Resources Gallery information
During your visit Gallery activities: introduction for teachers
Gallery activities: briefings for adult helpers Gallery activity: Face of the emperor
Gallery activity: Jewellery
Gallery activity: Animals
After your visit Follow-up activities
Before your visit
In myth, Romulus and Remus were the twin sons of the god Mars and a mortal priestess of the goddess Vesta. Romulus killed his brother in anger for jumping over the unfinished walls of the new city they were building and so became the first king of Rome. The Romans dated the foundation of the city to 753BC and calculated their dates from that year. Archaeological evidence indicates that people began to settle near the River Tiber from around 1000BC. They built small settlements on the Palatine and Esquiline hills close by the river. One of the main trading routes across the Italian peninsula at this time ran across the Tiber near these villages, and as a result they grew wealthy from trade. During the 8th century BC, the villages joined together to become a single settlement. This settlement gradually became larger and developed into the town of Rome.
The early settlement at Rome was influenced by its neighbours, the Sabines, and Rome itself was ruled by both Roman and Sabine kings. In the 7th century BC, Tarquin I took control of Rome and turned it into a city. The Tarquins, who ruled until 510 BC, were Etruscans from north of Rome. Rome’s position at a bridging point on the Tiber gave the Etruscans access to Latium and other regions to the south. The Etruscans introduced writing to the Romans, although the Romans kept their own language.
In 510 BC, the reign of the last king of Rome came to an end. Rome became a republic ruled by an assembly of leading Roman citizens known as the senate. By the 5th century BC, Rome had become an important city. As Rome grew more powerful and wealthy it established settlements of Roman citizens (colonies) in the lands around the city. Then, in 390 BC, Celtic people from Central Europe captured the city of Rome and destroyed it. The Romans rebuilt their city and again began to expand until Rome controlled the whole of the Italian peninsula and overseas territory either through political alliances or direct conquest. In 44 BC, the Roman general Julius Caesar took over as sole ruler amid fears he would declare himself king. As a result, he was assassinated in March 44 BC and the Republic entered a period of unrest until Octavian, Caesar’s adopted son, won control of Rome in 31 BC, became sole ruler and ended the Republic.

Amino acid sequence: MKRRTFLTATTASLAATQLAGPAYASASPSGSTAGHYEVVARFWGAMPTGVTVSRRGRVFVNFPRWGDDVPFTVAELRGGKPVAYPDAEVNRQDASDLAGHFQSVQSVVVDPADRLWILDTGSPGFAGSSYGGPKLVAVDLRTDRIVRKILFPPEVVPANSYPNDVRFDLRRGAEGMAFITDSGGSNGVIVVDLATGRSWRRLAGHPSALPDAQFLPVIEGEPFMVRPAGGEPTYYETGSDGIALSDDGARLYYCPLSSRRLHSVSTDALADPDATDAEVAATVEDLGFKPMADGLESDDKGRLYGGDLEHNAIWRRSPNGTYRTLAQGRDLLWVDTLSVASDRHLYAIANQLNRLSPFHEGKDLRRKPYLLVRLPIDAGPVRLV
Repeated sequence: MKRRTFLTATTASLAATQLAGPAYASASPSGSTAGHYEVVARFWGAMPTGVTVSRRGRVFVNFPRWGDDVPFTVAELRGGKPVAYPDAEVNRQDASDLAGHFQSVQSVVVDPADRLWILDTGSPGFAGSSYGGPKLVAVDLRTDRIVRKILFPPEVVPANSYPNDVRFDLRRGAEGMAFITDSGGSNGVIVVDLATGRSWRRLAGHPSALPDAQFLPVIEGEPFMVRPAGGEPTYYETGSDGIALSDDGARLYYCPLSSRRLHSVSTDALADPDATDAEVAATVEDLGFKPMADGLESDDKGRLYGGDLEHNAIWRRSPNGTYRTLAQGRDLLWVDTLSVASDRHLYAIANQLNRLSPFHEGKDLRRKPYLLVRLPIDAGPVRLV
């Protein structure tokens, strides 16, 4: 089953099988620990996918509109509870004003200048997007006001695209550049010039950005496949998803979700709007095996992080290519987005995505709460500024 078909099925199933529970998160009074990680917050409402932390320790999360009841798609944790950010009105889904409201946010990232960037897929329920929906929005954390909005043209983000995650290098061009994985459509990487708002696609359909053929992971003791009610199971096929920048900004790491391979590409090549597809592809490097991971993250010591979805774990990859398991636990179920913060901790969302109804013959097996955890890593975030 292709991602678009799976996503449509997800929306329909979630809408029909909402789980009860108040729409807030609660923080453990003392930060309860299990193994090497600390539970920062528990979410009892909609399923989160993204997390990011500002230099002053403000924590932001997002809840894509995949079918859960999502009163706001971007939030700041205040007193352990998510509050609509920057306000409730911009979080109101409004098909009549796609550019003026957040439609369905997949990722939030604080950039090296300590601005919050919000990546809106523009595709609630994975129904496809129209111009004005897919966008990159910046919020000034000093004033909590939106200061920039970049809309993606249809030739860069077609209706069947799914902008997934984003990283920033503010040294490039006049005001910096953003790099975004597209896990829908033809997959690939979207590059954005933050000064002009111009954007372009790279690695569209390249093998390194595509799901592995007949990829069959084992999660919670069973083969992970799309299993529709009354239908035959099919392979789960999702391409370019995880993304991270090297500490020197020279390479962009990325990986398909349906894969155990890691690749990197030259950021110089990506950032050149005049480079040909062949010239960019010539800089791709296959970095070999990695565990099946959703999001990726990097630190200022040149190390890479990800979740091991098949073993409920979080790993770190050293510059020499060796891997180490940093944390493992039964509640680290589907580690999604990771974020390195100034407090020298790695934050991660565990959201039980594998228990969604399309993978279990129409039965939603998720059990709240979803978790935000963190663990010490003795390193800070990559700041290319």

In 31 BC, Octavian became sole ruler of Rome. Four years later, in 27 BC, the senate granted Octavian the title of Augustus, making him the first Roman emperor. The senate continued to give advice about how the empire should be run but it was now under the control of the emperor. When Augustus died in AD 14, he passed the title of emperor on to his adopted son, Tiberius. Rome was ruled by emperors for the next 400 years. The Romans continued to expand the territory they controlled and built up a vast empire. Augustus made Egypt a Roman province in 31 BC, and the emperors after him added further territory to the growing empire throughout the 1st century AD. Some new provinces were gained by conquest, others by political agreement. The Roman empire reached its greatest extent under the emperor Trajan (reigned AD 98 to117) when the Romans controlled territory in Europe, Africa and Asia. The next emperor, Hadrian (reigned AD 117 to138), consolidated the frontiers of the empire and after his reign there were only small additions to the territory controlled by the Romans. During the later part of the 2nd century the Romans found themselves defending the empire against pressure from people outside the empire.
During the 3rd century AD, the Roman empire faced social, economic and political difficulties. In AD 395, the Roman empire was officially divided into a western and an eastern part and was never again ruled by a single emperor. During the 4th century AD, people from regions around the edge of the empire, such as the Vandals and the Visigoths, invaded the western empire and settled the land. The last emperor of the Western empire, Romulus Augustulus, was overthrown in AD 476 and Italy fragmented into many small kingdoms and states. Meanwhile, the eastern part of the Roman empire was ruled from the city of Constantinople (the modern-day Turkish city of Istanbul). The emperor Heraclius (reigned AD 610 to 641) changed the way in which the eastern empire was run and it became known as the Byzantine empire. In AD 1453, the Ottoman Turks conquered Constantinople and made it part of their Ottoman empire.